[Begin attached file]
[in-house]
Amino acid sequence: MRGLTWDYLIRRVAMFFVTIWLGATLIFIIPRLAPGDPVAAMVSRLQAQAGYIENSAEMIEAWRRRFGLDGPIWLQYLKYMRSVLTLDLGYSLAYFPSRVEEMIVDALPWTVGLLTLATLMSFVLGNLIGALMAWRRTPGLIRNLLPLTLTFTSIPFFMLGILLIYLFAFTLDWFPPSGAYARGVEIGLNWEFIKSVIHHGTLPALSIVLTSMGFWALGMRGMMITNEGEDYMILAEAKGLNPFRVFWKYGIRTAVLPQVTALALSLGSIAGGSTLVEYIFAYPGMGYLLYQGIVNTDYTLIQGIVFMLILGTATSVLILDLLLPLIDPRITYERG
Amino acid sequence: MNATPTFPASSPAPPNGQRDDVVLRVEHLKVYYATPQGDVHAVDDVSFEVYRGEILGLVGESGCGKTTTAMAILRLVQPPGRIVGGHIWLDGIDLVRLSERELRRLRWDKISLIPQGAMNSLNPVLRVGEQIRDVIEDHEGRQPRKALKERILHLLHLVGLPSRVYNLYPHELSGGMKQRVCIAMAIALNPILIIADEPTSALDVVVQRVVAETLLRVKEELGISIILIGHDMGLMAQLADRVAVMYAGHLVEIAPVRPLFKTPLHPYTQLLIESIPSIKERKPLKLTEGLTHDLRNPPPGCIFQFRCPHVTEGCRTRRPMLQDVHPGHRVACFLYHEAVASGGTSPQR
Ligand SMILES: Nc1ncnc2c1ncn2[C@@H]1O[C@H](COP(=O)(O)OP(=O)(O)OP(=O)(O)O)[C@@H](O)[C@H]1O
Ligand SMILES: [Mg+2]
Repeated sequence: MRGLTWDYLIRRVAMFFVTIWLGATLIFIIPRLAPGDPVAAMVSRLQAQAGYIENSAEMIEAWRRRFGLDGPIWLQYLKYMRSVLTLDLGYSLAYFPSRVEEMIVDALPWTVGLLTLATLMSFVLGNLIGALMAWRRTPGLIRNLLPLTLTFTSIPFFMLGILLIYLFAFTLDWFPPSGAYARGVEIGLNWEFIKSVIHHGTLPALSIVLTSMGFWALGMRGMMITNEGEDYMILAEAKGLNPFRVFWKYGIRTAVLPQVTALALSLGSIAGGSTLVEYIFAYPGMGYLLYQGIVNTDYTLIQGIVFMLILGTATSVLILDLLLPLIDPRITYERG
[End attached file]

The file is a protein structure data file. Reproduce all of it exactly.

[in-house]
Amino acid sequence: MRGLTWDYLIRRVAMFFVTIWLGATLIFIIPRLAPGDPVAAMVSRLQAQAGYIENSAEMIEAWRRRFGLDGPIWLQYLKYMRSVLTLDLGYSLAYFPSRVEEMIVDALPWTVGLLTLATLMSFVLGNLIGALMAWRRTPGLIRNLLPLTLTFTSIPFFMLGILLIYLFAFTLDWFPPSGAYARGVEIGLNWEFIKSVIHHGTLPALSIVLTSMGFWALGMRGMMITNEGEDYMILAEAKGLNPFRVFWKYGIRTAVLPQVTALALSLGSIAGGSTLVEYIFAYPGMGYLLYQGIVNTDYTLIQGIVFMLILGTATSVLILDLLLPLIDPRITYERG
Amino acid sequence: MNATPTFPASSPAPPNGQRDDVVLRVEHLKVYYATPQGDVHAVDDVSFEVYRGEILGLVGESGCGKTTTAMAILRLVQPPGRIVGGHIWLDGIDLVRLSERELRRLRWDKISLIPQGAMNSLNPVLRVGEQIRDVIEDHEGRQPRKALKERILHLLHLVGLPSRVYNLYPHELSGGMKQRVCIAMAIALNPILIIADEPTSALDVVVQRVVAETLLRVKEELGISIILIGHDMGLMAQLADRVAVMYAGHLVEIAPVRPLFKTPLHPYTQLLIESIPSIKERKPLKLTEGLTHDLRNPPPGCIFQFRCPHVTEGCRTRRPMLQDVHPGHRVACFLYHEAVASGGTSPQR
Ligand SMILES: Nc1ncnc2c1ncn2[C@@H]1O[C@H](COP(=O)(O)OP(=O)(O)OP(=O)(O)O)[C@@H](O)[C@H]1O
Ligand SMILES: [Mg+2]
Repeated sequence: MRGLTWDYLIRRVAMFFVTIWLGATLIFIIPRLAPGDPVAAMVSRLQAQAGYIENSAEMIEAWRRRFGLDGPIWLQYLKYMRSVLTLDLGYSLAYFPSRVEEMIVDALPWTVGLLTLATLMSFVLGNLIGALMAWRRTPGLIRNLLPLTLTFTSIPFFMLGILLIYLFAFTLDWFPPSGAYARGVEIGLNWEFIKSVIHHGTLPALSIVLTSMGFWALGMRGMMITNEGEDYMILAEAKGLNPFRVFWKYGIRTAVLPQVTALALSLGSIAGGSTLVEYIFAYPGMGYLLYQGIVNTDYTLIQGIVFMLILGTATSVLILDLLLPLIDPRITYERG